Cyber attacks are our new reality. It sometimes seems there is just no escaping it no matter what apps, websites you use. Just a few years ago it seemed shocking to read the news of a large site’s security being breached. It’s no longer shocking and is nearly “ho-hum.”
This time it was Dell.com that was hacked. The online electronics store was hit earlier this month. They discovered hackers trying to steal customer data, and five days later they reset the passwords for all customer accounts.
A person familiar with the breach claims Deal did not tell customers the website had been cyber attacked and that the hackers were after their data when they reset all their passwords.
In a statement the company said that on November 9 they found hackers had breached Dell.com to steal customer data. The hackers were in search of customer names, email addresses, and passwords, yet those were scrambled. Payment information and social security numbers were not targeted.
Dell stopped them and couldn’t find any evidence that they were successful but are not ruling it out that some data was stolen.
Because of all the companies that have dealt with customer data being stolen, regulators across the globe are trying to enforce that customer data theft be disclosed quickly to their customer base.
This is the whole basis of the European Union’s GDPR that was implemented last May and why the penalties are so stiff. Violators of the new rules could be subject to fines up to twenty-million euros or four percent of their global revenue, whichever is the larger of the two numbers.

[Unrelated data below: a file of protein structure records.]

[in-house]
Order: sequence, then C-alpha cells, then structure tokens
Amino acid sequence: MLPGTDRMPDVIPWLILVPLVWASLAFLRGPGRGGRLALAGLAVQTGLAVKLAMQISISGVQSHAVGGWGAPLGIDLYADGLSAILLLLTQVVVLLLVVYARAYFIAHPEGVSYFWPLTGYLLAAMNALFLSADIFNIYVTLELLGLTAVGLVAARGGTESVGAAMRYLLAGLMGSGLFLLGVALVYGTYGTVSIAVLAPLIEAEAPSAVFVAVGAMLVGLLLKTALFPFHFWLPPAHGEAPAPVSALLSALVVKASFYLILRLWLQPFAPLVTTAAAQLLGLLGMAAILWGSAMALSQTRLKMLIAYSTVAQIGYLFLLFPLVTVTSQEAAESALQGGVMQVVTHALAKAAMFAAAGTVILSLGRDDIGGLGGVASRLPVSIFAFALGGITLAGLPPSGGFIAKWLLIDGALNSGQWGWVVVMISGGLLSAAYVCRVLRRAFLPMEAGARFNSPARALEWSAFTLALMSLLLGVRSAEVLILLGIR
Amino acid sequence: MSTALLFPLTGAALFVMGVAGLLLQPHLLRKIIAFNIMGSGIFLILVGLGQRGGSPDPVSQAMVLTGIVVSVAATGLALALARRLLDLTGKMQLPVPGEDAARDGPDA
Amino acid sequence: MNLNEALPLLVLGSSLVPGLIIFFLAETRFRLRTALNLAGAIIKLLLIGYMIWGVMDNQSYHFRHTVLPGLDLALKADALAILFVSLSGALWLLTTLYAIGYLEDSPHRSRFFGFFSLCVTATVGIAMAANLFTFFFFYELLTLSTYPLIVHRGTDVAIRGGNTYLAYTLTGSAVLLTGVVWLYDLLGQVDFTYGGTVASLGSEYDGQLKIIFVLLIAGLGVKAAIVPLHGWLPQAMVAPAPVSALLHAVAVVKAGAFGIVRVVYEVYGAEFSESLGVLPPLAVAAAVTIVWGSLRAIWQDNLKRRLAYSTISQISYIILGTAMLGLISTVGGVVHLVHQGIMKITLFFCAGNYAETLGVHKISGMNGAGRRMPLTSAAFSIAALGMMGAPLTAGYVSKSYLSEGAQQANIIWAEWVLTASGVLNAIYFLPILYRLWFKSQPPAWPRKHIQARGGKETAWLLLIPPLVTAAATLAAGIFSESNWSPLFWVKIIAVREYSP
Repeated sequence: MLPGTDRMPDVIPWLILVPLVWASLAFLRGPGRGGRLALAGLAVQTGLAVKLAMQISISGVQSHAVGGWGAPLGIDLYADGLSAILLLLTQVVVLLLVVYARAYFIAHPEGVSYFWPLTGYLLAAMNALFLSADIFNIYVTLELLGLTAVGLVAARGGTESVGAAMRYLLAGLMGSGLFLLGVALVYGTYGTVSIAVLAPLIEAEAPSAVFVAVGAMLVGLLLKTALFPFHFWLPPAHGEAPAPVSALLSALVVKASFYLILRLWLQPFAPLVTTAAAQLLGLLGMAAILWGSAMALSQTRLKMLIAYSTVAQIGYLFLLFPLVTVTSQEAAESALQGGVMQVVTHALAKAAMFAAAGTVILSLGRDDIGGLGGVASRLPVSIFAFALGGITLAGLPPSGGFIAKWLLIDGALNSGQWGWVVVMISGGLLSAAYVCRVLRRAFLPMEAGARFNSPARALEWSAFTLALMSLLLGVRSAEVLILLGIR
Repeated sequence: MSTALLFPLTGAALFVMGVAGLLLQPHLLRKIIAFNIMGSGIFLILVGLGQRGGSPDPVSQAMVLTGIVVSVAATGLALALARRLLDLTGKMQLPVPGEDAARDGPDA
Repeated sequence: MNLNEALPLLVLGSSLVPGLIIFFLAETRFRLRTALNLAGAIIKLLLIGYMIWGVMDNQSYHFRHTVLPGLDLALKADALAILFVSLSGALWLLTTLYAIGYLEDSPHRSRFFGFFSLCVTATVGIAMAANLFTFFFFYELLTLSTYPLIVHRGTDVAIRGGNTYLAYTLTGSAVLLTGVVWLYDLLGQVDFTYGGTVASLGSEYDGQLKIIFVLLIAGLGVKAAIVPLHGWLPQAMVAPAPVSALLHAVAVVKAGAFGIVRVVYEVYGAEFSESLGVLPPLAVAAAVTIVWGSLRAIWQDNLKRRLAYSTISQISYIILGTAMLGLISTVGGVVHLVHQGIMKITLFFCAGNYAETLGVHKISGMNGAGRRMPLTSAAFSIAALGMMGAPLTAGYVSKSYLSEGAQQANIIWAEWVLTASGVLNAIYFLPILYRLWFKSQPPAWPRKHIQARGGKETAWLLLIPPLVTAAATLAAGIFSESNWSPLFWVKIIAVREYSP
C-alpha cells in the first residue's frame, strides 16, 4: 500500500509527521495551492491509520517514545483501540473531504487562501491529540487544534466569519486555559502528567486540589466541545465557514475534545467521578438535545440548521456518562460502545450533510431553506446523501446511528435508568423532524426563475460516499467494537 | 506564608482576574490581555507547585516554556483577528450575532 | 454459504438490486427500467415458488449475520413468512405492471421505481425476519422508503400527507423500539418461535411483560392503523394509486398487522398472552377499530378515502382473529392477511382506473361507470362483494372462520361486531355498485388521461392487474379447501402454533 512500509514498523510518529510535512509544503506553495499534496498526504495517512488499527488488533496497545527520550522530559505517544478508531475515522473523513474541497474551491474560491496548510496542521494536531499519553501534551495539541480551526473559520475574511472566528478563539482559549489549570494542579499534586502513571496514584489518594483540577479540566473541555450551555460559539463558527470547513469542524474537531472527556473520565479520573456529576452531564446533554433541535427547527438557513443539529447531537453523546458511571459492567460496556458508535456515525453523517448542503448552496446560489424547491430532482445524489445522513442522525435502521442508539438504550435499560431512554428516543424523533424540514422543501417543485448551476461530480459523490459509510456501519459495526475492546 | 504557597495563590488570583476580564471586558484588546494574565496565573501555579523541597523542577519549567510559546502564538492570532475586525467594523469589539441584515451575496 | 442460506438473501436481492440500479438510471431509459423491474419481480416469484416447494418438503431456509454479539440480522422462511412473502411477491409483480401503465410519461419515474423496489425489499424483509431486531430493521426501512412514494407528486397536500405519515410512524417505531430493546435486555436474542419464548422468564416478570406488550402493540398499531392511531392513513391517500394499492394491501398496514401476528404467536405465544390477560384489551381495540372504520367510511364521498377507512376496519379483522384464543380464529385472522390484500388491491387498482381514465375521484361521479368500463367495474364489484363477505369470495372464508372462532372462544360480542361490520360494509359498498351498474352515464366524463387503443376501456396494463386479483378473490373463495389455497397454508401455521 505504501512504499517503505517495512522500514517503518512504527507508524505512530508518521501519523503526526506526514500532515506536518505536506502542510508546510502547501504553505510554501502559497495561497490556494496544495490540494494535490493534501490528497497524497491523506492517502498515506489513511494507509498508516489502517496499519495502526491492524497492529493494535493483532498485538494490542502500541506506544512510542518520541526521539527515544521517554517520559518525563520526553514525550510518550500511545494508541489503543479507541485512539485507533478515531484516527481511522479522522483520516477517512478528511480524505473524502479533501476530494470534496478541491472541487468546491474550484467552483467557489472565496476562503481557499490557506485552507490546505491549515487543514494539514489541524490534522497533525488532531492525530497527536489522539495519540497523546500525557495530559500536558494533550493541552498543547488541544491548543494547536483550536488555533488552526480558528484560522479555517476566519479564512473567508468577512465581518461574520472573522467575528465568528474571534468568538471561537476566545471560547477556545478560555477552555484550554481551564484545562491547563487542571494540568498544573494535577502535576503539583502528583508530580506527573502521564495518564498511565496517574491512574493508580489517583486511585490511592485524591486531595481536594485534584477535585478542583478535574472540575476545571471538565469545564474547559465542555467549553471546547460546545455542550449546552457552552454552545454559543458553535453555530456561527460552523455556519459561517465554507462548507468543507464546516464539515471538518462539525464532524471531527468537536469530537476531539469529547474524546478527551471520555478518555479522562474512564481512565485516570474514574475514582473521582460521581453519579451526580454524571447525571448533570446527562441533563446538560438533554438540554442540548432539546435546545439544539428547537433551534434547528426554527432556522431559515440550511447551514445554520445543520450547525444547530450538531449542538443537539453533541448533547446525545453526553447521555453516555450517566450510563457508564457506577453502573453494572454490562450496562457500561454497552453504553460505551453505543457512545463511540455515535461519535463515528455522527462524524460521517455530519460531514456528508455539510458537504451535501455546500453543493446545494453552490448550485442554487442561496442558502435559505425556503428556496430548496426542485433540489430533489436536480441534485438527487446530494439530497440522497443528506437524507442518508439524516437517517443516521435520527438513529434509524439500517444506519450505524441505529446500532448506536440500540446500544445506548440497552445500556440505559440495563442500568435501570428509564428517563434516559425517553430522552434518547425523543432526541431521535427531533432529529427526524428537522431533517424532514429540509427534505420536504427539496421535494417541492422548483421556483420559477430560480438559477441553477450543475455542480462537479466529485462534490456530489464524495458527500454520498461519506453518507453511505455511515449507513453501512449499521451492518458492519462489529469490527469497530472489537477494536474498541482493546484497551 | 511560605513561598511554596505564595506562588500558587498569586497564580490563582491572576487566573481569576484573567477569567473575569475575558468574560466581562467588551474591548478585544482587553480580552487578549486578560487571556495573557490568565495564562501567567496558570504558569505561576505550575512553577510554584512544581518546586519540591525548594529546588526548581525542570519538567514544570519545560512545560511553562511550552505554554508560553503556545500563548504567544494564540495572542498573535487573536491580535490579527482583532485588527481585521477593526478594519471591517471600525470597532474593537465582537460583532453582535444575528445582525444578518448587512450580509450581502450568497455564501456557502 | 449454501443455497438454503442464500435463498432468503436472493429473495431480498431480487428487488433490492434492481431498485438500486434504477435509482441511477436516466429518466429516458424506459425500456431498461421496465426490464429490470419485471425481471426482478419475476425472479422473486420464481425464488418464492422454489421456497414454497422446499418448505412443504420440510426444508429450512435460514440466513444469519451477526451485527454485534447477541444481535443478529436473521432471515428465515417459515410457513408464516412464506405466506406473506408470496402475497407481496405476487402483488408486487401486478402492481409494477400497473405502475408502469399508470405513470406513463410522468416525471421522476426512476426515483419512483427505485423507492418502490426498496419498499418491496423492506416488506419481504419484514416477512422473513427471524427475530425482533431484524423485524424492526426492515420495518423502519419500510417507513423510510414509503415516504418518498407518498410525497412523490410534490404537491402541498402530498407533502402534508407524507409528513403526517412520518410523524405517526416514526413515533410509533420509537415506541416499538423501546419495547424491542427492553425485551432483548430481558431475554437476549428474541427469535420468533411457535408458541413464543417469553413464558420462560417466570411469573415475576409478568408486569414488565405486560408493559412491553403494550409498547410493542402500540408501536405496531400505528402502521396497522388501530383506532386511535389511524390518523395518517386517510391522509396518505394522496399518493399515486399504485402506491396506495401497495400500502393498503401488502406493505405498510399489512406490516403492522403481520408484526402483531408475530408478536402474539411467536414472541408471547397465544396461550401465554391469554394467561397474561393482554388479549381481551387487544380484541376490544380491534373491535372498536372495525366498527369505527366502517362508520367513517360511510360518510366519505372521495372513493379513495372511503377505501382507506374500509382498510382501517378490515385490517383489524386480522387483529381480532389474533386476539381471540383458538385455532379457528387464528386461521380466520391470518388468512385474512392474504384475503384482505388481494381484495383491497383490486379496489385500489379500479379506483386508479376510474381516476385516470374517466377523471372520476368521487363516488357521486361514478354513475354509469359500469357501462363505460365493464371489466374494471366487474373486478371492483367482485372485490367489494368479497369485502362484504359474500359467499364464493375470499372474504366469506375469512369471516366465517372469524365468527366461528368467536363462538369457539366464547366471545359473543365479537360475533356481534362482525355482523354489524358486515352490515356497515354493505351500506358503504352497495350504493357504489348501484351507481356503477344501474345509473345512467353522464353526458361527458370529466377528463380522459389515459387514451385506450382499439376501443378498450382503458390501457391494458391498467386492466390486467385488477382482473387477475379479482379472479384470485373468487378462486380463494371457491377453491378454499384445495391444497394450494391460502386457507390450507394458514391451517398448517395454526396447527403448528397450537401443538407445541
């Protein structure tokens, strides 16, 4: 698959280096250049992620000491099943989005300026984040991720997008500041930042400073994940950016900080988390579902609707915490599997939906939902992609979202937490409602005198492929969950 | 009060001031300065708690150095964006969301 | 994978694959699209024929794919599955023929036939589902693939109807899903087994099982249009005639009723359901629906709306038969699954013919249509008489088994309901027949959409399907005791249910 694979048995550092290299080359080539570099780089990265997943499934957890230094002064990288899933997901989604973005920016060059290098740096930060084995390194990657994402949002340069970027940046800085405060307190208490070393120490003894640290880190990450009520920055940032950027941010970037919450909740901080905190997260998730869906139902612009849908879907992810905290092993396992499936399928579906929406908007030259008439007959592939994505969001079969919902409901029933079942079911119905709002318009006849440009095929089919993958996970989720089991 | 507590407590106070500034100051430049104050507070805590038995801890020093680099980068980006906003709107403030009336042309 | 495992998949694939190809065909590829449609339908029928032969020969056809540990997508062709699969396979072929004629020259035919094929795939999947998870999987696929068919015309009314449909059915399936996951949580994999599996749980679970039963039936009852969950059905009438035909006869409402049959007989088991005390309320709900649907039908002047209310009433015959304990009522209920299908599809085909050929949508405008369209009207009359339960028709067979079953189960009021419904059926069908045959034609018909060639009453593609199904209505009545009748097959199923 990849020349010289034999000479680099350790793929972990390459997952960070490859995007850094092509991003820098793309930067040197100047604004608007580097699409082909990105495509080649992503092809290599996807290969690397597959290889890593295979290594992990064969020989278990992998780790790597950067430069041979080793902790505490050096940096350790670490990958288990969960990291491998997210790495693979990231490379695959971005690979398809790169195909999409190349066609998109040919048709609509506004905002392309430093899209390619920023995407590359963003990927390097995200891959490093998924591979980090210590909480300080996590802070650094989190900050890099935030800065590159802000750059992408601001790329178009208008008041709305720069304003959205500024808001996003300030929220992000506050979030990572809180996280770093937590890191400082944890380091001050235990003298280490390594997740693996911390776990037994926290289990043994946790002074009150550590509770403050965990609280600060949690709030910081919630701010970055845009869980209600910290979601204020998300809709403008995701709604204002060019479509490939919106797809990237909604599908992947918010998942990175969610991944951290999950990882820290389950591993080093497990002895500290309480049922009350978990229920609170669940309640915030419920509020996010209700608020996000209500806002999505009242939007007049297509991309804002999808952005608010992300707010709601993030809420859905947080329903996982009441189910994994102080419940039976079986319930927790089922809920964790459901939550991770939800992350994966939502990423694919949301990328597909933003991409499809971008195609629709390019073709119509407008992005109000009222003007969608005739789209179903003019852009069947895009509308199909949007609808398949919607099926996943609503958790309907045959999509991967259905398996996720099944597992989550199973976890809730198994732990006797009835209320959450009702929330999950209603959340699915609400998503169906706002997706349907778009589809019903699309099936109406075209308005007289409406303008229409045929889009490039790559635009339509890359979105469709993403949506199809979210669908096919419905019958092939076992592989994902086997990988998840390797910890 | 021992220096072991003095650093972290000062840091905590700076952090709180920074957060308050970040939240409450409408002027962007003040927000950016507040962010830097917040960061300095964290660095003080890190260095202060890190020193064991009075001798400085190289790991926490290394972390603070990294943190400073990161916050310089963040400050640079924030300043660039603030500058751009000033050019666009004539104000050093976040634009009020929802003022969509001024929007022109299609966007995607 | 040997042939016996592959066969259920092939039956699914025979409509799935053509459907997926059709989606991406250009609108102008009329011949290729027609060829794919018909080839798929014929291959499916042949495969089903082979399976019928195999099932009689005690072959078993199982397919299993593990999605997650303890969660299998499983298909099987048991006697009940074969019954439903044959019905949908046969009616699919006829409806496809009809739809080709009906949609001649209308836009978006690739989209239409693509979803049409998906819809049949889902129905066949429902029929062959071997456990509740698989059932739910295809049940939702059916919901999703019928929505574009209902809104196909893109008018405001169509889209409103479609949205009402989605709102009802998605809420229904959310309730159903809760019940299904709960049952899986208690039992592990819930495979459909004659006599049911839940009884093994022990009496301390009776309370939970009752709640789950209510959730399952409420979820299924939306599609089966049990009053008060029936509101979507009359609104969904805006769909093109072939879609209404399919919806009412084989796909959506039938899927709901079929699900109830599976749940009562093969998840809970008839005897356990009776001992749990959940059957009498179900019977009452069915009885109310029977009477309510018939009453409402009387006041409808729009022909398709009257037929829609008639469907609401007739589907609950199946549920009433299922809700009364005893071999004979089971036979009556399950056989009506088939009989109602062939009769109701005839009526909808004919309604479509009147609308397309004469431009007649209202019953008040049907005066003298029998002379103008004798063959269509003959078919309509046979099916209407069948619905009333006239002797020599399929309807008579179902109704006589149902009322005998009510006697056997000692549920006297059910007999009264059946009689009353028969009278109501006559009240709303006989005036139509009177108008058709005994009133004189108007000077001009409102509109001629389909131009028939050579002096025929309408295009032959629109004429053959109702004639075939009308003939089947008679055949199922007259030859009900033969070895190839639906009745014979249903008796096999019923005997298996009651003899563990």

Despite that, Dell doesn’t believe there were any regulatory or legal requirements that it disclose their data breach, yet they decided to come forward anyway “with customer trust in mind,” according to a source.
Dell reported the incident immediately to the authorities.
While Dell seems to have done everything that they could do, the whole situation just leaves an underwhelming feeling. It shouldn’t leave us saying, “Oh, here we go again.” It should leave us shocked that such a thing could happen.
And for this to happen to a tech company, it seems particularly shocking. It would seem they would have better preventative measures in place.
But the good news is that they reported it right away despite it seeming like nothing was actually taken, unlike other organizations that try to keep it covered up. Although it is a little puzzling that there are reports passwords were changed without even alerting the customers.
Do you have an account with Dell.com? Did this affect your data? Does this leave you worried even if you don’t have an account with Dell.com? Let us know how you feel about Dell.com being hacked and the situation it seems so many companies are in with data breaches.